You see, while homes may only be appreciating at 3% per year on average, if a person applies a loan to the equation the math changes quickly, for the better.
Is Real Estate Really an Investment at All?
Okay, so real estate, in itself, is not a great investment vehicle. So… why do we talk about real estate investors so much?
The truth is … most of what we do here on BiggerPockets is more akin to “real estate entrepreneurship” than “real estate investing.” We are business owners who use our brains (some more than others) to make income bleed from a normally bad investment – real estate. Yes, in the strictest sense of the word, we are usually “investing” because we are putting money into a project and hope to earn a return. However, we are also usually putting some kind of direct control or effort into the investment which makes it more of a business.
So… which is it? Is real estate an investment or a business?
I believe the definition of investment is more like a sliding scale rather than an on-off switch. I believe every investment has a level of passivity – even mutual funds (you still need to pick them, or meet with an advisor to help you.) Therefore, rather than thinking of it terms of “is this an investment or a business” I prefer to think of it on the “Sliding Scale of Passivity” as seen below:
Any investment could be anywhere on this line. For example, house flipping would probably tend to fall much closer to the “business” side of the line than the investment side. On the other hand, NNN Lease Investing would probably fall on the far left. There are hundreds of ways to invest in real estate, and the level of passivity would cover every pixel of the sliding scale above. Furthermore, different niches and different strategies can be done in more or less passive ways. For example, I know house flippers who flip hundreds of homes each year without ever stepping into the property. Others, however, flip one or two homes each year and do 90% of the labor themselves.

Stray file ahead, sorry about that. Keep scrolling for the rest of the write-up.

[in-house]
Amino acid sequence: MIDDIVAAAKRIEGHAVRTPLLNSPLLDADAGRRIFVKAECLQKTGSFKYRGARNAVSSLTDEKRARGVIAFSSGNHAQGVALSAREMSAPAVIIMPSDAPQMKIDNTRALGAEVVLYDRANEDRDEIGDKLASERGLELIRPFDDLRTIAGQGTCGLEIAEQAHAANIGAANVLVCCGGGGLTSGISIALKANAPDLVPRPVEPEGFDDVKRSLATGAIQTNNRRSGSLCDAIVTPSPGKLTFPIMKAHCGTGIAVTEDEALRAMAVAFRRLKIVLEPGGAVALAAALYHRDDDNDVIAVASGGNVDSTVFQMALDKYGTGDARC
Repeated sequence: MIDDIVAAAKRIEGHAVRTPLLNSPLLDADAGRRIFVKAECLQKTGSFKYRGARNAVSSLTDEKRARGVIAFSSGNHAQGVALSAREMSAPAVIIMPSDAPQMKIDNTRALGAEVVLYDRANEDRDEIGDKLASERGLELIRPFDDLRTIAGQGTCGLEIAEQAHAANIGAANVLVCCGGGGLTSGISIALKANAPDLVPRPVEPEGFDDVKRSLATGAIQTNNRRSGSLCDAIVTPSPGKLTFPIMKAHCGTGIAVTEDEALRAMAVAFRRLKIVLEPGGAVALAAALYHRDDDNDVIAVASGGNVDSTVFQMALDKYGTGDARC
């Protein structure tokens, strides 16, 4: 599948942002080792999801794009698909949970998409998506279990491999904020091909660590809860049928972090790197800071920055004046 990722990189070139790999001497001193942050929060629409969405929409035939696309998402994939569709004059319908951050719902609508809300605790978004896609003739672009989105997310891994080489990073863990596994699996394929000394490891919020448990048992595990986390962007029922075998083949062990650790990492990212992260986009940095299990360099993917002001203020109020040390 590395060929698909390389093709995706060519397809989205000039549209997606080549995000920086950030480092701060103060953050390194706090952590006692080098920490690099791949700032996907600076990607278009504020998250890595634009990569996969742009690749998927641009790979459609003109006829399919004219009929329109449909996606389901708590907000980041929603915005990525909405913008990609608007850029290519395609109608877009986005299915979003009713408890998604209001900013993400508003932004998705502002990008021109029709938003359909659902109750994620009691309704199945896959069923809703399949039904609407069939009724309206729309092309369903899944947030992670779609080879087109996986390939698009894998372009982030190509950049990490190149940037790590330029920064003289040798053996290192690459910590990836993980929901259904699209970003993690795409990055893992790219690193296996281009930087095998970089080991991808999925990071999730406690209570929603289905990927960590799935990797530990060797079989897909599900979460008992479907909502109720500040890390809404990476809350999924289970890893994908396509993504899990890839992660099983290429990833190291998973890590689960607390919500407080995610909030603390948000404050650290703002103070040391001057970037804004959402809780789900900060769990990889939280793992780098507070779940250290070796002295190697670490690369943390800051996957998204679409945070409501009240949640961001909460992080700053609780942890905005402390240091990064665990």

Is Real Estate a Good Investment… For You?
So, we’ve decided (or, at least, I have) that real estate, in itself, is not a great investment.
Of course not, but could one be better or worse for you?
If you are struggling to find out what niche and strategy is best for you, I’d recommend reading through The Ultimate Beginner’s Guide to Real Estate Investing here on BiggerPockets. It will give you a great overview of the different ways you can make money as a real estate investor and allow you to see the “big picture” of the real estate investing world.
The point I’m trying to make is this: Stating that, “real estate is a bad investment” or “real estate is a great investment” is useless. We have to dig in deeper. Context is everything. So next time an economist starts to tell you (because I know you have a lot of conversations with economists…) “real estate is a terrible investment” you know to dig in deeper and start asking questions. It’s not every day you get to be smarter than an economist – so take a moment to shine.